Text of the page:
Muscles are controlled by motor neurons in the spinal cord. The number of motor neurons that fire, as well as their individual firing rates govern the control of muscle force.
Muscles consist of contractile elements: the muscle fibers. These muscle fibers are under direct control of the motor neurons in the spinal cord (Purves et al., 2001), as shown in Fig. 1. The motor neurons in the spinal cord are under direct control of the motor cortex in the brain. When the motor neurons fire, they release acetylcholine, which in turn makes the muscle fibers contract. The force in which a muscle contracts is basically governed by how strong a single muscle contracts, and the number of muscle fibers that are recruited.
Firstly, there is the rate code that allow motor neurons to regulate muscle force. An increase in the rate of action potentials fired by the motor neuron causes an increase in the amount of force that the associated motor unit (i.e., one or more muscle fibers) generates. When the motor neuron fires a single action potential, the muscle may only slightly twitch. If the motor neuron fires at high rates, however, the second action potential may arrive at the muscle unit before the muscle has had time to recover from the first twitch, and that second action potential will produce a greater amount of force than the first. This is due to an increase in strength of muscle contraction through action potential summation. This process has a limit. When the successive action potentials no longer produce a summation of muscle contraction (because the muscle is at its maximum state of contraction), the muscle is in a state called tetanus and is pushed to its limit (source: Neuroscience Online).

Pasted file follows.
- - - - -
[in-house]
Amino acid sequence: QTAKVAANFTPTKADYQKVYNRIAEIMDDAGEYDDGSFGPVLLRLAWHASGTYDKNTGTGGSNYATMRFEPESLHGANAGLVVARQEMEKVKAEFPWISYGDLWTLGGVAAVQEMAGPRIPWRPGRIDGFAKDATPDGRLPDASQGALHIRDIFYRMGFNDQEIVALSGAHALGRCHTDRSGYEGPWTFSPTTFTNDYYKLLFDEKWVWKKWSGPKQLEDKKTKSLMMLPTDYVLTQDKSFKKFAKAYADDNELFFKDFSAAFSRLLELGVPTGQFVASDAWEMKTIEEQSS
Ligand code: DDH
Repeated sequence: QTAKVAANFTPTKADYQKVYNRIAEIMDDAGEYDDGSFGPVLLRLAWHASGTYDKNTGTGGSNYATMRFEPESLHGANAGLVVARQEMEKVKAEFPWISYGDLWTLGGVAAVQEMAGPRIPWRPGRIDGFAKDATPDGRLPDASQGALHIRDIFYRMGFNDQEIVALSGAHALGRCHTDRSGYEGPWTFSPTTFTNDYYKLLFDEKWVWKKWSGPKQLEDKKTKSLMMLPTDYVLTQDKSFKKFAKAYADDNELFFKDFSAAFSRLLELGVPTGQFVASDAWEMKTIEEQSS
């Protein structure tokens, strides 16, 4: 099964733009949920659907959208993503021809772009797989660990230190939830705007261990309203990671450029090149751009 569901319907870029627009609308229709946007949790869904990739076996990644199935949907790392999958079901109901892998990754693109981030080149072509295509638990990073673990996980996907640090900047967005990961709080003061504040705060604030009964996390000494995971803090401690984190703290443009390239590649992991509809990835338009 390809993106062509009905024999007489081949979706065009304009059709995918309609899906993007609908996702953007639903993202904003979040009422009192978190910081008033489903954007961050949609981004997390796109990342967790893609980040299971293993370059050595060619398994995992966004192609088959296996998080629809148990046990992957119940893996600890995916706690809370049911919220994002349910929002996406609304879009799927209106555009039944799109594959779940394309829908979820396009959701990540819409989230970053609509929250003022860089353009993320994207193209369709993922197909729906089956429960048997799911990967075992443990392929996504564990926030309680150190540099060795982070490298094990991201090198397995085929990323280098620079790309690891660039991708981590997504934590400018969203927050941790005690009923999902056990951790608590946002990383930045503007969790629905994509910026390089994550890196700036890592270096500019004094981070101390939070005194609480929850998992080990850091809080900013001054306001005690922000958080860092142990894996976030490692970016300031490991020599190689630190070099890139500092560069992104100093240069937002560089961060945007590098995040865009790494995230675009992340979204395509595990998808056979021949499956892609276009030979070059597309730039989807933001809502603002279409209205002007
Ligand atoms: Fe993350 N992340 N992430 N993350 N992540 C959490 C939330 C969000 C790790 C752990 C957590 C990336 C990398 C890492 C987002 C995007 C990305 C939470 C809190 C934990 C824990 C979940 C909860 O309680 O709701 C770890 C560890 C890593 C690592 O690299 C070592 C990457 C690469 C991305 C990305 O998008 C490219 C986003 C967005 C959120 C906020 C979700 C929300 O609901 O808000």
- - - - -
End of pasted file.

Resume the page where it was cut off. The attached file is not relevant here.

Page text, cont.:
Secondly, there the recruitment of motor neurons (size principle). When a signal is sent to the motor neurons to execute a movement, motor neurons are not all recruited at the same time, or at random. The motor neuron size principle states that, with increasing strength of input onto the motor neurons from the higher brain centers, smaller motor neurons are recruited first, while the larger motor neurons are recruited only when the motor signal increases. Why does this orderly recruitment occur? Because of Ohm’s Law, a small amount of synaptic current will be sufficient to cause the membrane potential of a small motor neuron to reach firing threshold, while the large motor neuron stays below threshold. As the amount of current increases, the membrane potential of the larger motor neuron also increases, until it also reaches firing threshold. This process is called recruitment and results in more motor neurons to be activated when the brain signals for the need for a high contractile force. More motor neurons will recruit more muscle fibers (source: Neuroscience Online).
Fig. 1. Motor neurons from the spinal cord innervate the muscles. source: SE Veterinary Neurology
- Purves et al. (eds), Neuroscience, 2nd ed. Sunderland (MA): Sinauer Associates. Motor Neuron-Muscle Relationships
- University of Texas, Houston Health Science Center. Neuroscience Online